Chanelle N. Rose. The Struggle for Black Freedom in Miami: Civil Rights and America's Tourist Paradise, 1896-1968. Baton Rouge: Louisiana State University Press, 2015. 385 pp. $47.50 (cloth), ISBN 978-0-8071-5766-4.
Reviewed by Perry L. Carter (Texas Tech University)
Published on H-Citizenship (November, 2016)
Commissioned by Sean H. Wang (Max Planck Institute for the History of Science and Syracuse University)
In her urban racial history of Miami, The Struggle for Black Freedom in Miami: Civil Rights and America’s Tourist Paradise, 1819-1968, Chanelle N. Rose reminds us that place is never singular. Miami is a southern city, yet it is populated with internal migrants from the United States’ Northeast. Miami is an American city, yet it is arguably the “capital” of the Caribbean if not all of Latin America. Miami is Florida, but not like its northern sister cities of Tallahassee, Jacksonville, and Orlando are Florida. Miami is a tourist paradise, or it is a place much less utopian if you happen to be African American. These various Miamis frame Rose’s history of African Americans in this most hybrid of American cities. Early on, Rose contrasts Miami with New South cities, such as Birmingham, Atlanta, and Charleston, but her historical narrative of Miami reminds me most of histories of African American Los Angeles, a city, like Miami, that has never been just black and white. And like Los Angeles, Tijuana, El Paso, Juárez, and San Antonio, Miami is a border city possessing many of the paradoxes that make border cities peculiar places.
One of the ongoing themes of the book is the paradox of race in Miami. This paradox is made visible in a description of a sit-in to desegregate lunch counters in 1959. A female protester of obvious African descent sits down and begins to eat lunch. The manager hesitates and then asks her if she is Puerto Rican. She replies that she is a Negro, a black American. He then informs her that he can no longer serve her. Why? Because no matter how dark her skin, the manager operates under the assumption that she is a Caribbean or Latin American tourist, and tourism was and is the lifeblood of the city. Hence dark-skinned non-Americans are valued customers, while black Americans are just Negroes or worse.
The city’s dependence on tourism created distortions in race relations, and Rose convincingly argues that this dependence elided and elides “racial tension, ethnic strife, and abject poverty” (p. 249). The “Magic City,” as Miami is sometimes called, is so invested in its image as a tropical paradise that it will go to lengths both great and small to protect it. This image consciousness manifests itself in the city’s white power structure bending Jim Crow but not actually breaking Jim Crow. In housing, education, and transportation, under pressure from the black community, the white power structure would retreat and then hold fast. They did this to avoid the racial violence that was common in other southern cities in the 1950s and 1960s. As one white businessman noted: “Miami cannot afford a riot.... Birmingham can have one and open the steel mills the next day...; Miami could open its hotels the next day, but there wouldn’t be anyone in them for about the next five years” (pp. 196-197).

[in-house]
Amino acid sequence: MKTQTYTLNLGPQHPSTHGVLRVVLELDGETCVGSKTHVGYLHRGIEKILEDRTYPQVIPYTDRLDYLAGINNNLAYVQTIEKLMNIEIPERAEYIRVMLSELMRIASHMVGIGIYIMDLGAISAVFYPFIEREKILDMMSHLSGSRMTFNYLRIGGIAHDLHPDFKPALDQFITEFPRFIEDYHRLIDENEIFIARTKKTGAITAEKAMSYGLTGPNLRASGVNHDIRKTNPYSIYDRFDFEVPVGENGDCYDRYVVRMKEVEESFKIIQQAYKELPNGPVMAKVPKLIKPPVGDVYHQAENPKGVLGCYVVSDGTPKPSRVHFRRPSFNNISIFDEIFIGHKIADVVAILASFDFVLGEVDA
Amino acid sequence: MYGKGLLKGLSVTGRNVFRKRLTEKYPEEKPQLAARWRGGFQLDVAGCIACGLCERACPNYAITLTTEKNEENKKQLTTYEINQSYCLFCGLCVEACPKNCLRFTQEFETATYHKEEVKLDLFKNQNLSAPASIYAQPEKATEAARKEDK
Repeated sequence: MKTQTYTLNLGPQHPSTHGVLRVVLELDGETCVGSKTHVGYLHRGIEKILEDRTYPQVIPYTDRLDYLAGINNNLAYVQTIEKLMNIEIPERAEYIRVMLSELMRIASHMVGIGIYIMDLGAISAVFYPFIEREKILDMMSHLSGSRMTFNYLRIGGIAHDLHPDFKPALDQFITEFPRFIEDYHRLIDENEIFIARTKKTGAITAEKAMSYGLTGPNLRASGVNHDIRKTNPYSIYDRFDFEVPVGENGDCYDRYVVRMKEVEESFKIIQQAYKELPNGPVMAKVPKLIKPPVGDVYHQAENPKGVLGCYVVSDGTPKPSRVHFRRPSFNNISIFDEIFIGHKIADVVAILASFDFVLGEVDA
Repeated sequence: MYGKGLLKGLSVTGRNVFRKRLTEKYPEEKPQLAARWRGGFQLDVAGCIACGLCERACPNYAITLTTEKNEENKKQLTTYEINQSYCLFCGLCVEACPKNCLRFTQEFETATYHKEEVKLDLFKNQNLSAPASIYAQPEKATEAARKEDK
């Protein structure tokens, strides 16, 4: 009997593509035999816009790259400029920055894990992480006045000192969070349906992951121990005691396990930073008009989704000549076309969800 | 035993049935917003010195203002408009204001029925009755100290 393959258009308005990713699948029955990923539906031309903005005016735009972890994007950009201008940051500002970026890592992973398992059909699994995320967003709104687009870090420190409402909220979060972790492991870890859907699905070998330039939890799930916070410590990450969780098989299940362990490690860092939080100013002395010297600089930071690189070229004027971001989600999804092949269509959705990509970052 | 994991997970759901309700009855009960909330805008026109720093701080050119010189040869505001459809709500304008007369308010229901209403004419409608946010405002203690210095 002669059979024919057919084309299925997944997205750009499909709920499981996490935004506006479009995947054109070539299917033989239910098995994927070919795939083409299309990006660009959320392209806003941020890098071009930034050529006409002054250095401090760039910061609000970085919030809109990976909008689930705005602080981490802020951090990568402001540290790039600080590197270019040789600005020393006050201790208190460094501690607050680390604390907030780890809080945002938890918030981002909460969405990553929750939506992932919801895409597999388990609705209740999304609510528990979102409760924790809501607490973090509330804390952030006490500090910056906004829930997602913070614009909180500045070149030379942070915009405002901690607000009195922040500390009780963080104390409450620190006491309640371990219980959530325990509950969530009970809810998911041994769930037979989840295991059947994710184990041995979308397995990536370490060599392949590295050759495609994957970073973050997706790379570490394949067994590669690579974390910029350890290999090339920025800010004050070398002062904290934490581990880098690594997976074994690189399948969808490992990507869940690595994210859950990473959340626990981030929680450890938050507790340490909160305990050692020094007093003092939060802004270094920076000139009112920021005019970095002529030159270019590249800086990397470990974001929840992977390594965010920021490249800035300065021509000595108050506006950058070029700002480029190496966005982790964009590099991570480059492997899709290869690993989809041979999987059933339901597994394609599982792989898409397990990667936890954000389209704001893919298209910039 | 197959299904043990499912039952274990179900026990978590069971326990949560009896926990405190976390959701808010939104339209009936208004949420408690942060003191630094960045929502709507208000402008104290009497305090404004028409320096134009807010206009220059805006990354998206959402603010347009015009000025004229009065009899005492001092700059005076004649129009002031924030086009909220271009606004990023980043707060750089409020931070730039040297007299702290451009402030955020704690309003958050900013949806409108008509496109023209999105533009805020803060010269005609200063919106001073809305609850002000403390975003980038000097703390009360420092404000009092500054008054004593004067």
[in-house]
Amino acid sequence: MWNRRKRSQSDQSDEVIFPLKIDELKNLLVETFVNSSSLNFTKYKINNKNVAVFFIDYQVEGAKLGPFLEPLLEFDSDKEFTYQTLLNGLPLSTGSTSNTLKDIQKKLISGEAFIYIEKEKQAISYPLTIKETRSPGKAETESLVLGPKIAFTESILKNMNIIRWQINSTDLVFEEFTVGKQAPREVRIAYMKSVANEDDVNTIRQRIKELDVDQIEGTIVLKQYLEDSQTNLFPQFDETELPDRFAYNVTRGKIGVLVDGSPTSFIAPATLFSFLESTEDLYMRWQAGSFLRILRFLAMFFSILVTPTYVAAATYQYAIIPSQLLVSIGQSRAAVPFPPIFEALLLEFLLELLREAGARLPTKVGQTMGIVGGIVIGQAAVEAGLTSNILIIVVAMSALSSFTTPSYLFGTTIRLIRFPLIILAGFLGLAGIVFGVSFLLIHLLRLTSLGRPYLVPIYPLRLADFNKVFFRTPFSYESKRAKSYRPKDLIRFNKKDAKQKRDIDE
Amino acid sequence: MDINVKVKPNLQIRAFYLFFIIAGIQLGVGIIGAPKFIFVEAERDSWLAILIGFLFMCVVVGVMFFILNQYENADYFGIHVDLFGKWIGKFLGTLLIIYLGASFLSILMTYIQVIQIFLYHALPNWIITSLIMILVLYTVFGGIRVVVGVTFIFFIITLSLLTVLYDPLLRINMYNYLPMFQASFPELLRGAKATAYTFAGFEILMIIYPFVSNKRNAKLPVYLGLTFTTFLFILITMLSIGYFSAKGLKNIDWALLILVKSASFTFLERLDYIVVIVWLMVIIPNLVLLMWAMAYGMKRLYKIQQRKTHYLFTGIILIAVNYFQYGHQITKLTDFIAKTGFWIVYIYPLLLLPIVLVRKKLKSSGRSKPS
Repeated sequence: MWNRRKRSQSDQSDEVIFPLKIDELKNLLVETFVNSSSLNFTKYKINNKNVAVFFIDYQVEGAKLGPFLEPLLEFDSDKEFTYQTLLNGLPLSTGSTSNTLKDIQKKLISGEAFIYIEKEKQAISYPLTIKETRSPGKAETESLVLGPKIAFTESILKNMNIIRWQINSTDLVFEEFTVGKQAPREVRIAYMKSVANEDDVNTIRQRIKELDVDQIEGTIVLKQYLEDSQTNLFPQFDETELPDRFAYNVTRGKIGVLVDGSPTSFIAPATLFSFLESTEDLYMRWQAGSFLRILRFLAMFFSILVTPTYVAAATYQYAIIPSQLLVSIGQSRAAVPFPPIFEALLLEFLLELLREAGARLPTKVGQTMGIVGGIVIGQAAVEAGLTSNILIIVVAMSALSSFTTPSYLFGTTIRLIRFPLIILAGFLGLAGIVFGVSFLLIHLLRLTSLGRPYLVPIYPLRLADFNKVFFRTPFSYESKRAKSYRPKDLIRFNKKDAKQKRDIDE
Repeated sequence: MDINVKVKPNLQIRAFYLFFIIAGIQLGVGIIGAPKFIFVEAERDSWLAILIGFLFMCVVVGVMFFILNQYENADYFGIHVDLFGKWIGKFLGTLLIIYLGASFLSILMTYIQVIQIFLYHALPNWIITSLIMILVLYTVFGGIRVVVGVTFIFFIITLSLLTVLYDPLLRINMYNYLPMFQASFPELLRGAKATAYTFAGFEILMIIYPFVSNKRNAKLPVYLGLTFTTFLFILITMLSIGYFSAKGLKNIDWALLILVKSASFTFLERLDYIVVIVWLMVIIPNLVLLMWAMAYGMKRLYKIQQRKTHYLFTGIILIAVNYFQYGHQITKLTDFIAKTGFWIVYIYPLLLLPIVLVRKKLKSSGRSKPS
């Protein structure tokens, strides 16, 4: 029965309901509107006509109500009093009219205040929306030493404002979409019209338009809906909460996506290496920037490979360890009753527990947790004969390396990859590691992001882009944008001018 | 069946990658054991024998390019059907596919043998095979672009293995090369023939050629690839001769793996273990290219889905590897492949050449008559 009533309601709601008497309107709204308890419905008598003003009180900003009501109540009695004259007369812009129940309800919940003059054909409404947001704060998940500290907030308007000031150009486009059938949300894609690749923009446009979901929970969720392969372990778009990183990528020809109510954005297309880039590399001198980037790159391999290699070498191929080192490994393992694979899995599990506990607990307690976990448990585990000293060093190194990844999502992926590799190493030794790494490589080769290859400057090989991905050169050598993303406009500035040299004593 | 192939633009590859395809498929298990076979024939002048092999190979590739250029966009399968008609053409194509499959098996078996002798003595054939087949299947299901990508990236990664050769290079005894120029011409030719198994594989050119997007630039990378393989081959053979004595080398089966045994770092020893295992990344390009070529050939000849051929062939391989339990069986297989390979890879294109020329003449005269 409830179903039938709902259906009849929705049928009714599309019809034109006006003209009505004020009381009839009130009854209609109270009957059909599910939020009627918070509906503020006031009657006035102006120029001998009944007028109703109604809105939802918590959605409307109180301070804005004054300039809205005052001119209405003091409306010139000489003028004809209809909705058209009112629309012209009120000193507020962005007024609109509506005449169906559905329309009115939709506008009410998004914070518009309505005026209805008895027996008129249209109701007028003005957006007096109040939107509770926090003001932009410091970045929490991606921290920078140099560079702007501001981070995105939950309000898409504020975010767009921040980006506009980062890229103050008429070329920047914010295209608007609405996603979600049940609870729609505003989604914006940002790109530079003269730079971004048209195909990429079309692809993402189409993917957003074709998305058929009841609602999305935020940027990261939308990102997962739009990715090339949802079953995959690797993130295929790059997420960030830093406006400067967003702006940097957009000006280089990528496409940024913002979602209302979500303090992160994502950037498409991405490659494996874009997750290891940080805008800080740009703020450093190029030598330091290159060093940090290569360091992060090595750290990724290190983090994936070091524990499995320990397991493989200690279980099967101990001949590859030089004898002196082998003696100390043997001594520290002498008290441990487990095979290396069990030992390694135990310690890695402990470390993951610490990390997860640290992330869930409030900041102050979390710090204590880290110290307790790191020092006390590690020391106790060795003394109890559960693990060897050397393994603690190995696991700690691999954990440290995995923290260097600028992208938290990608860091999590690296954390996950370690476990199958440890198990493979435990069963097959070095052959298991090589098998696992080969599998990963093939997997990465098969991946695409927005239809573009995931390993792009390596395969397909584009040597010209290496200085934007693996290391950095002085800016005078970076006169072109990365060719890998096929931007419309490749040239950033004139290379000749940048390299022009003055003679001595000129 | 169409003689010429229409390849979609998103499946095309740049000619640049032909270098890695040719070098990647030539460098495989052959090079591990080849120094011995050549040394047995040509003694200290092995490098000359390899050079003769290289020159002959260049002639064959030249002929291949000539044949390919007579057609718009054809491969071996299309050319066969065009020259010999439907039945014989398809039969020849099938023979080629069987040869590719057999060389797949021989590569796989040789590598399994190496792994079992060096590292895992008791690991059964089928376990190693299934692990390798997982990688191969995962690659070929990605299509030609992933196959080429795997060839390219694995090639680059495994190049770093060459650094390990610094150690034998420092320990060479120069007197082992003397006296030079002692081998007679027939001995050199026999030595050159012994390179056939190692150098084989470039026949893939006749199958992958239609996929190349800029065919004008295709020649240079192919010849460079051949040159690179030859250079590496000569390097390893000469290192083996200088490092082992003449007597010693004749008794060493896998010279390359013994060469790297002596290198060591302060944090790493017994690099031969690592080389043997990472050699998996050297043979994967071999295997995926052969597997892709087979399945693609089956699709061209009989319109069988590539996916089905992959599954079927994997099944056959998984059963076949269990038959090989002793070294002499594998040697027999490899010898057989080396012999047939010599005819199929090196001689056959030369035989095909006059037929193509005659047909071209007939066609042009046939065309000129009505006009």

Rose’s history of organized resistance against racial injustice is unique in that it chronicles a history of black struggle in a rather unique place. If I have one criticism of the work it is in its intense focus on this place—Miami. Garveyism, the contrasting race theories of W. E. B. Du Bois and Booker T. Washington, and the civil rights movement of the 1950s and 1960s are mentioned, but their links to the racial struggle in Miami are never actually fully elaborated upon. They are presented as background. With the exception of chapters on the influx of Cubans into the city starting in 1959, much of the book feels and reads insular.
But this is not surprising in that Miami is such a particular American city and its particularities offer a rich field for a writer. Rose does an outstanding job of mining the city’s racial particularities and in so doing, she illuminates the particularities of race. Her book will be of interest to anyone concerned with the social constructions of race, border towns and border cultures, and the collective struggle for civil rights in the United States.
. Douglas Flamming, Bound for Freedom: Black Los Angeles in Jim Crow America (Berkeley: University of California Press, 2005); and Josh Sides, LA City Limits: African American Los Angeles from the Great Depression to the Present (Berkeley: University of California Press, 2003).
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Perry L. Carter. Review of Rose, Chanelle N., The Struggle for Black Freedom in Miami: Civil Rights and America's Tourist Paradise, 1896-1968.
H-Citizenship, H-Net Reviews.
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